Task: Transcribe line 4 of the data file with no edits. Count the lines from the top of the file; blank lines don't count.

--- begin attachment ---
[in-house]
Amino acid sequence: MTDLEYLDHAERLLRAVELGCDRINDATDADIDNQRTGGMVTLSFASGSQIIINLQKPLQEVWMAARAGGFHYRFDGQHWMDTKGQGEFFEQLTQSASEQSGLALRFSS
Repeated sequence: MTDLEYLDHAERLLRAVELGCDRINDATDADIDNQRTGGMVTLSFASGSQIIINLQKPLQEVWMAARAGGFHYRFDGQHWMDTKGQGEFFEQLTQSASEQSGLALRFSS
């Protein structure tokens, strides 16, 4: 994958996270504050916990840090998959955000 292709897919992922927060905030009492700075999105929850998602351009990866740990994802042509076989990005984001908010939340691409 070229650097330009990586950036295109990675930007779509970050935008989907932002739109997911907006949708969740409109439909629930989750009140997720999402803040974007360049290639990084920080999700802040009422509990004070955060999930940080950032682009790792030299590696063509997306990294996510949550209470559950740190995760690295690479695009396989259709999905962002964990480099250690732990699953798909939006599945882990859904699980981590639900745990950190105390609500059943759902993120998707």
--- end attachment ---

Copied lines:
């Protein structure tokens, strides 16, 4: 994958996270504050916990840090998959955000 292709897919992922927060905030009492700075999105929850998602351009990866740990994802042509076989990005984001908010939340691409 070229650097330009990586950036295109990675930007779509970050935008989907932002739109997911907006949708969740409109439909629930989750009140997720999402803040974007360049290639990084920080999700802040009422509990004070955060999930940080950032682009790792030299590696063509997306990294996510949550209470559950740190995760690295690479695009396989259709999905962002964990480099250690732990699953798909939006599945882990859904699980981590639900745990950190105390609500059943759902993120998707």